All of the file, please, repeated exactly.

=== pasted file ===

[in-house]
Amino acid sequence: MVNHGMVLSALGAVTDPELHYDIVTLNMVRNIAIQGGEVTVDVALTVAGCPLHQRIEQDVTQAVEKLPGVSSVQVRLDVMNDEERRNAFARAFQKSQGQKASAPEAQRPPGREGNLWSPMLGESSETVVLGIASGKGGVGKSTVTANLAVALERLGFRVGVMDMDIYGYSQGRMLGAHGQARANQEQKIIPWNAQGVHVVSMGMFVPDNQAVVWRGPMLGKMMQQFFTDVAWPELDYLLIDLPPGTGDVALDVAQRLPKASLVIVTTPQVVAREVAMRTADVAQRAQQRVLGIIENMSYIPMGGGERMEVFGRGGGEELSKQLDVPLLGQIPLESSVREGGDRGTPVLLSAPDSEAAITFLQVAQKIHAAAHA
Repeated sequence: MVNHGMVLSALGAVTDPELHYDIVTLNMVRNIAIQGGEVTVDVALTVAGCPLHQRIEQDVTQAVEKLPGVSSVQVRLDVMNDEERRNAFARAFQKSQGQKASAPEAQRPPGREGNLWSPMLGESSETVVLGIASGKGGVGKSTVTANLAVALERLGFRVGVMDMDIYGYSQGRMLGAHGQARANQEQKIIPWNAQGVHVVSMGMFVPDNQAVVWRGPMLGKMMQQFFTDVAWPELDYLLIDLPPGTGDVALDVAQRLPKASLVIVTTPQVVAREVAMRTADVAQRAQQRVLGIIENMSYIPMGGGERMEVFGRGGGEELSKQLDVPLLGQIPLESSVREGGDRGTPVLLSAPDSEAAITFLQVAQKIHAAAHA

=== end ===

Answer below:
[in-house]
Amino acid sequence: MVNHGMVLSALGAVTDPELHYDIVTLNMVRNIAIQGGEVTVDVALTVAGCPLHQRIEQDVTQAVEKLPGVSSVQVRLDVMNDEERRNAFARAFQKSQGQKASAPEAQRPPGREGNLWSPMLGESSETVVLGIASGKGGVGKSTVTANLAVALERLGFRVGVMDMDIYGYSQGRMLGAHGQARANQEQKIIPWNAQGVHVVSMGMFVPDNQAVVWRGPMLGKMMQQFFTDVAWPELDYLLIDLPPGTGDVALDVAQRLPKASLVIVTTPQVVAREVAMRTADVAQRAQQRVLGIIENMSYIPMGGGERMEVFGRGGGEELSKQLDVPLLGQIPLESSVREGGDRGTPVLLSAPDSEAAITFLQVAQKIHAAAHA
Repeated sequence: MVNHGMVLSALGAVTDPELHYDIVTLNMVRNIAIQGGEVTVDVALTVAGCPLHQRIEQDVTQAVEKLPGVSSVQVRLDVMNDEERRNAFARAFQKSQGQKASAPEAQRPPGREGNLWSPMLGESSETVVLGIASGKGGVGKSTVTANLAVALERLGFRVGVMDMDIYGYSQGRMLGAHGQARANQEQKIIPWNAQGVHVVSMGMFVPDNQAVVWRGPMLGKMMQQFFTDVAWPELDYLLIDLPPGTGDVALDVAQRLPKASLVIVTTPQVVAREVAMRTADVAQRAQQRVLGIIENMSYIPMGGGERMEVFGRGGGEELSKQLDVPLLGQIPLESSVREGGDRGTPVLLSAPDSEAAITFLQVAQKIHAAAHA